1 Samuel 15
Barnes' Notes
Samuel also said unto Saul, The LORD sent me to anoint thee to be king over his people, over Israel: now therefore hearken thou unto the voice of the words of the LORD.
The absence of all chronology or note of time is remarkable.

Thus saith the LORD of hosts, I remember that which Amalek did to Israel, how he laid wait for him in the way, when he came up from Egypt.
Compare the marginal references. It appears 1 Samuel 14:48 that this expedition against Amalek was not made without fresh provocation. Probably some incursion similar to that described in 1 Samuel 30 was made by them upon the south country at a time when they thought the Israelites were weakened by their contests with the Philistines.

Now go and smite Amalek, and utterly destroy all that they have, and spare them not; but slay both man and woman, infant and suckling, ox and sheep, camel and ass.
Utterly destroy - Rather, "devote to destruction" (Leviticus 27:28 note). When a city or people were thus made cherem, everything living was to be destroyed, and no part of the spoil fall to the conquerors (compare 1 Samuel 15:21). The valuables were put into the sacred treasury.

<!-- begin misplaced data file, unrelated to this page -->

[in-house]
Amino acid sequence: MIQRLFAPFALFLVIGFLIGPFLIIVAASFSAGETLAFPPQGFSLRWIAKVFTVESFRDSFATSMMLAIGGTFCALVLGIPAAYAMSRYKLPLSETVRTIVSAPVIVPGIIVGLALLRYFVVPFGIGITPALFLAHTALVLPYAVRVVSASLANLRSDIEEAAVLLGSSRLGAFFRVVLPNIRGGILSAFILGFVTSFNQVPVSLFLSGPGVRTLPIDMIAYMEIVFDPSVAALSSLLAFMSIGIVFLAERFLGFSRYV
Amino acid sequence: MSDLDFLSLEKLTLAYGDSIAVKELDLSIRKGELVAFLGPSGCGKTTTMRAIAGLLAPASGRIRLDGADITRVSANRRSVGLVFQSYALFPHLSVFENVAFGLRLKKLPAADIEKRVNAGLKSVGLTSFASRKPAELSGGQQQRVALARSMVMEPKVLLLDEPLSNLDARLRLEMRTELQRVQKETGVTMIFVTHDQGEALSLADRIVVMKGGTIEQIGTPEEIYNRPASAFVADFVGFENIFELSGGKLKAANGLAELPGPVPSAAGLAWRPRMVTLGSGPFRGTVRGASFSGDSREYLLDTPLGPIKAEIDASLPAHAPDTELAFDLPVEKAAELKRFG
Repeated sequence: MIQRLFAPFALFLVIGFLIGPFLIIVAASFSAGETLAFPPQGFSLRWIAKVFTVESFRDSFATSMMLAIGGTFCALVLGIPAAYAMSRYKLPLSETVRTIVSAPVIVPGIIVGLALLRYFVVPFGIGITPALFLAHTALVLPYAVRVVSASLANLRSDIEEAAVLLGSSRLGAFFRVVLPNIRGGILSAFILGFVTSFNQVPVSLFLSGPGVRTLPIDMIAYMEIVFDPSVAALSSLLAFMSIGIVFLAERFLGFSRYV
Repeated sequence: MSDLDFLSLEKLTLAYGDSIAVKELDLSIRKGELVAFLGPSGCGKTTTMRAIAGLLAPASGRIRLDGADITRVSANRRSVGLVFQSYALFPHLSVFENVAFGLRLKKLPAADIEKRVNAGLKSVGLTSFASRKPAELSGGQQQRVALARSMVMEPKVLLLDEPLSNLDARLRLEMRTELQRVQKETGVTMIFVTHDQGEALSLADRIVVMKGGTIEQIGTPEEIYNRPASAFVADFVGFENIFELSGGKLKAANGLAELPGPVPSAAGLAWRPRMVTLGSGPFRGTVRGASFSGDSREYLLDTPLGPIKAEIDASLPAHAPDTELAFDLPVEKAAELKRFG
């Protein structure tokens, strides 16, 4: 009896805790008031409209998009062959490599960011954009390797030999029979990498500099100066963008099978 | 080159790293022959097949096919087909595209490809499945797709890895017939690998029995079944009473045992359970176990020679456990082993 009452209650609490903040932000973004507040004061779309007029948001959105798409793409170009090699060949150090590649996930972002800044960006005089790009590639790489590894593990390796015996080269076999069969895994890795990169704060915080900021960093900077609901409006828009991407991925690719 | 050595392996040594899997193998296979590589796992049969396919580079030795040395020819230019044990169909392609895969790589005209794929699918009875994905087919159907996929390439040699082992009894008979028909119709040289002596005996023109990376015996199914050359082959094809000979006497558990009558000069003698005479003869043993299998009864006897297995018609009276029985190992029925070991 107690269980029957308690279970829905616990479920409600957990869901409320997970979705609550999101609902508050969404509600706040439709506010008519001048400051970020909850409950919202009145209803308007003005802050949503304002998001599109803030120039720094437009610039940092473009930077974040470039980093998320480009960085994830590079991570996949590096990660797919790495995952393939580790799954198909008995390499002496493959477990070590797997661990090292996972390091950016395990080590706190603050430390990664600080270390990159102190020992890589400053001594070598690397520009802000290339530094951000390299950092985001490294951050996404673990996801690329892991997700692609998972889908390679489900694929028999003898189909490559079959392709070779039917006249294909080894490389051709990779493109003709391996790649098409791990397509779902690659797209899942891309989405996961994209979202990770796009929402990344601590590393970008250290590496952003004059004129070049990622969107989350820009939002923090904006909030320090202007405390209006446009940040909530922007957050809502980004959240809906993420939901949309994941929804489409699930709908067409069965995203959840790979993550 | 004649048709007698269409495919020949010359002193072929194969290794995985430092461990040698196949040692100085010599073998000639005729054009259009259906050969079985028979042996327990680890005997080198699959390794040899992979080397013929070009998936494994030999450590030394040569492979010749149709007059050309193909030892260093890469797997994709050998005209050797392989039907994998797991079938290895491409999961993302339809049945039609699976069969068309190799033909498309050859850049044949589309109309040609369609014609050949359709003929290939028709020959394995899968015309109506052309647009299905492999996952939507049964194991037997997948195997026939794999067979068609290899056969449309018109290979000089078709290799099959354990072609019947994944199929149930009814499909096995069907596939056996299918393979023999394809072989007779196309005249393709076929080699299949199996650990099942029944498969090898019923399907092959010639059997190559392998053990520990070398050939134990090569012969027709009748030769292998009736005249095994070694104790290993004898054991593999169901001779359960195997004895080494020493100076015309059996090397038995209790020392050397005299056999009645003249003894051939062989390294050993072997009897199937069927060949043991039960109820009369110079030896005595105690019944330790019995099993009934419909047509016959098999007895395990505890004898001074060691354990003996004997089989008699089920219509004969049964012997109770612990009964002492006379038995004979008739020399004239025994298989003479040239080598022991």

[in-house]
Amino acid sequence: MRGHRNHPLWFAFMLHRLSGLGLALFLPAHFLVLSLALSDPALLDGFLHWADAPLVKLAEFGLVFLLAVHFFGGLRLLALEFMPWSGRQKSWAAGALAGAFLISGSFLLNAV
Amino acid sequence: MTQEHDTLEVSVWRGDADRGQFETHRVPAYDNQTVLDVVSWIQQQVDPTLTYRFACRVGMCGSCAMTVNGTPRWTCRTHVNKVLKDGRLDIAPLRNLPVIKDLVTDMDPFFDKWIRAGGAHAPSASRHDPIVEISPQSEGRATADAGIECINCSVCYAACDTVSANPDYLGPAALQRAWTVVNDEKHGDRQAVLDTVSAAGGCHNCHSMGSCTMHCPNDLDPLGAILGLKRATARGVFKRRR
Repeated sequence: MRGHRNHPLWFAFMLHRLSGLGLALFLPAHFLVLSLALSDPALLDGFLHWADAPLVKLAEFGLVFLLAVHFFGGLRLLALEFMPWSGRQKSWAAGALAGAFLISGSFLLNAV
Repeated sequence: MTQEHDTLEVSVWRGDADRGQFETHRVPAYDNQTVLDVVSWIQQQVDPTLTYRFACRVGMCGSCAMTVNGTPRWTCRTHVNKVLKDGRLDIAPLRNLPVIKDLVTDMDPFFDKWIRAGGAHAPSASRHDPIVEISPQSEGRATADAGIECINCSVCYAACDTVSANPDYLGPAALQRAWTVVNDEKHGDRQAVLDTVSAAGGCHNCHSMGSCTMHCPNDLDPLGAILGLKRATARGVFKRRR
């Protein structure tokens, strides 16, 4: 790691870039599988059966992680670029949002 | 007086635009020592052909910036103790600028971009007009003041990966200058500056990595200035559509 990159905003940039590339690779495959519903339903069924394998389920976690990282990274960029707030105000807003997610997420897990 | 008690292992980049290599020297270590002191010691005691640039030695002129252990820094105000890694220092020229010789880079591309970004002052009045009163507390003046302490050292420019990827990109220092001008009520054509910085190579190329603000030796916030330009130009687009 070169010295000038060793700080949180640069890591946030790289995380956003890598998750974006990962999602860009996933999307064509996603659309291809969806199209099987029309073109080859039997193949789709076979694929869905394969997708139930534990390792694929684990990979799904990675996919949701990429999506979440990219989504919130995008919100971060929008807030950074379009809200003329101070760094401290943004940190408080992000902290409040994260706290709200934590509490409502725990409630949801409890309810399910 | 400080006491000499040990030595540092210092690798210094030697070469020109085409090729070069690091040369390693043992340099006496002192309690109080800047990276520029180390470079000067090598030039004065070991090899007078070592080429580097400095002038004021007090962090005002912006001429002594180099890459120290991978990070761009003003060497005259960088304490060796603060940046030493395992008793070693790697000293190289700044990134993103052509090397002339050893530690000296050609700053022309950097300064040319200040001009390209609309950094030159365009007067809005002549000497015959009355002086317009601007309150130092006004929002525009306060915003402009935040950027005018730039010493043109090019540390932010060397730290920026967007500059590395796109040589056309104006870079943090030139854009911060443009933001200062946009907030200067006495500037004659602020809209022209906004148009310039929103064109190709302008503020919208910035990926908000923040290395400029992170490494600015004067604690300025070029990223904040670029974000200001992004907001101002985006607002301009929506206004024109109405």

And Saul gathered the people together, and numbered them in Telaim, two hundred thousand footmen, and ten thousand men of Judah.
Telaim - Probably the same as "Telem" Joshua 15:24, one of the uttermost cities of Judah, toward the coast of Edom. The name means "lambs," and was probably so called from the numerous flocks.

Two hundred thousand ... - A wonderful contrast with the six hundred men who composed his whole army before 1 Samuel 13:15, and a proof how completely for a time the Philistines had been driven back. The separate mention of the men of Judah shows how little union there was between Juduh and Ephraim even at this time; a circumstance which throws light upon the whole after history.

And Saul came to a city of Amalek, and laid wait in the valley.
And Saul said unto the Kenites, Go, depart, get you down from among the Amalekites, lest I destroy you with them: for ye shewed kindness to all the children of Israel, when they came up out of Egypt. So the Kenites departed from among the Amalekites.
And Saul smote the Amalekites from Havilah until thou comest to Shur, that is over against Egypt.